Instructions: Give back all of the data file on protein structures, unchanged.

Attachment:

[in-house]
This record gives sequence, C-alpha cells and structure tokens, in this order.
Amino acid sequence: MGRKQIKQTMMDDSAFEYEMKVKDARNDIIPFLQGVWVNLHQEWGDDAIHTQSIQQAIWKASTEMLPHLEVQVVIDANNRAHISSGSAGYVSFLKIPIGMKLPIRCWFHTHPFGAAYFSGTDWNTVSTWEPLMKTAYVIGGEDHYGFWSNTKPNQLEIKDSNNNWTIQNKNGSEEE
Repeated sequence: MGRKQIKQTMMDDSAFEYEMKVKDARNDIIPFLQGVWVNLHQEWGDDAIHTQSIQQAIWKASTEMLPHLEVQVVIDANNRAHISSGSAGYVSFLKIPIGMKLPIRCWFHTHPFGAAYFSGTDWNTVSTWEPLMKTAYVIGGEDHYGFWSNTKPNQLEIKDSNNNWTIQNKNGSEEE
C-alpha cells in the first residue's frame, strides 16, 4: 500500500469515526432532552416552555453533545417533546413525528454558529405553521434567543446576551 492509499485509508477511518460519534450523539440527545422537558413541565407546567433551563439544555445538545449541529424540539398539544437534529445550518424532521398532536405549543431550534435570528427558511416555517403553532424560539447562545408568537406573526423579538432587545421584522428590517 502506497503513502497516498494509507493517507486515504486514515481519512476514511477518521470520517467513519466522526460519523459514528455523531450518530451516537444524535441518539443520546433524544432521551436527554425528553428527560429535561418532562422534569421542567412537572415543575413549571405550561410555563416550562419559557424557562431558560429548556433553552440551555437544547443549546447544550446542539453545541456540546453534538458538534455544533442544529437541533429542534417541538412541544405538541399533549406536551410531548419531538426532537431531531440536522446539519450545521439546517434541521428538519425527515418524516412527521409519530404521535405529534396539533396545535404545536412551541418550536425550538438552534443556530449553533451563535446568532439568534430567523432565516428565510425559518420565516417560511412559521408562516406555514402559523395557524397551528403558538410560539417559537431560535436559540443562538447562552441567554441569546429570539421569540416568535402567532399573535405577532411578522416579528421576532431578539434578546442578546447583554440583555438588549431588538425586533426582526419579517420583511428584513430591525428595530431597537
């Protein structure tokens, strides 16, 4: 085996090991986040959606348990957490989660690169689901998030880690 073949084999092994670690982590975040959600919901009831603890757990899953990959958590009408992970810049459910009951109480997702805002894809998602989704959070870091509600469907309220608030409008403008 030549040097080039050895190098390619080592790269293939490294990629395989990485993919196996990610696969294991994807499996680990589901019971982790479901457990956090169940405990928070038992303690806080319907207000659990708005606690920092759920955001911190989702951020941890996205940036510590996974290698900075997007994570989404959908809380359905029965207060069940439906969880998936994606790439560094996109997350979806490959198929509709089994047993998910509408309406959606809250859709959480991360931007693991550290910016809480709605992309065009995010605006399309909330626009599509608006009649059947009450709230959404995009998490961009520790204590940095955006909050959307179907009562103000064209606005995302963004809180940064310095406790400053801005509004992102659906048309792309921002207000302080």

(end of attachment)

[in-house]
This record gives sequence, C-alpha cells and structure tokens, in this order.
Amino acid sequence: MGRKQIKQTMMDDSAFEYEMKVKDARNDIIPFLQGVWVNLHQEWGDDAIHTQSIQQAIWKASTEMLPHLEVQVVIDANNRAHISSGSAGYVSFLKIPIGMKLPIRCWFHTHPFGAAYFSGTDWNTVSTWEPLMKTAYVIGGEDHYGFWSNTKPNQLEIKDSNNNWTIQNKNGSEEE
Repeated sequence: MGRKQIKQTMMDDSAFEYEMKVKDARNDIIPFLQGVWVNLHQEWGDDAIHTQSIQQAIWKASTEMLPHLEVQVVIDANNRAHISSGSAGYVSFLKIPIGMKLPIRCWFHTHPFGAAYFSGTDWNTVSTWEPLMKTAYVIGGEDHYGFWSNTKPNQLEIKDSNNNWTIQNKNGSEEE
C-alpha cells in the first residue's frame, strides 16, 4: 500500500469515526432532552416552555453533545417533546413525528454558529405553521434567543446576551 492509499485509508477511518460519534450523539440527545422537558413541565407546567433551563439544555445538545449541529424540539398539544437534529445550518424532521398532536405549543431550534435570528427558511416555517403553532424560539447562545408568537406573526423579538432587545421584522428590517 502506497503513502497516498494509507493517507486515504486514515481519512476514511477518521470520517467513519466522526460519523459514528455523531450518530451516537444524535441518539443520546433524544432521551436527554425528553428527560429535561418532562422534569421542567412537572415543575413549571405550561410555563416550562419559557424557562431558560429548556433553552440551555437544547443549546447544550446542539453545541456540546453534538458538534455544533442544529437541533429542534417541538412541544405538541399533549406536551410531548419531538426532537431531531440536522446539519450545521439546517434541521428538519425527515418524516412527521409519530404521535405529534396539533396545535404545536412551541418550536425550538438552534443556530449553533451563535446568532439568534430567523432565516428565510425559518420565516417560511412559521408562516406555514402559523395557524397551528403558538410560539417559537431560535436559540443562538447562552441567554441569546429570539421569540416568535402567532399573535405577532411578522416579528421576532431578539434578546442578546447583554440583555438588549431588538425586533426582526419579517420583511428584513430591525428595530431597537
């Protein structure tokens, strides 16, 4: 085996090991986040959606348990957490989660690169689901998030880690 073949084999092994670690982590975040959600919901009831603890757990899953990959958590009408992970810049459910009951109480997702805002894809998602989704959070870091509600469907309220608030409008403008 030549040097080039050895190098390619080592790269293939490294990629395989990485993919196996990610696969294991994807499996680990589901019971982790479901457990956090169940405990928070038992303690806080319907207000659990708005606690920092759920955001911190989702951020941890996205940036510590996974290698900075997007994570989404959908809380359905029965207060069940439906969880998936994606790439560094996109997350979806490959198929509709089994047993998910509408309406959606809250859709959480991360931007693991550290910016809480709605992309065009995010605006399309909330626009599509608006009649059947009450709230959404995009998490961009520790204590940095955006909050959307179907009562103000064209606005995302963004809180940064310095406790400053801005509004992102659906048309792309921002207000302080």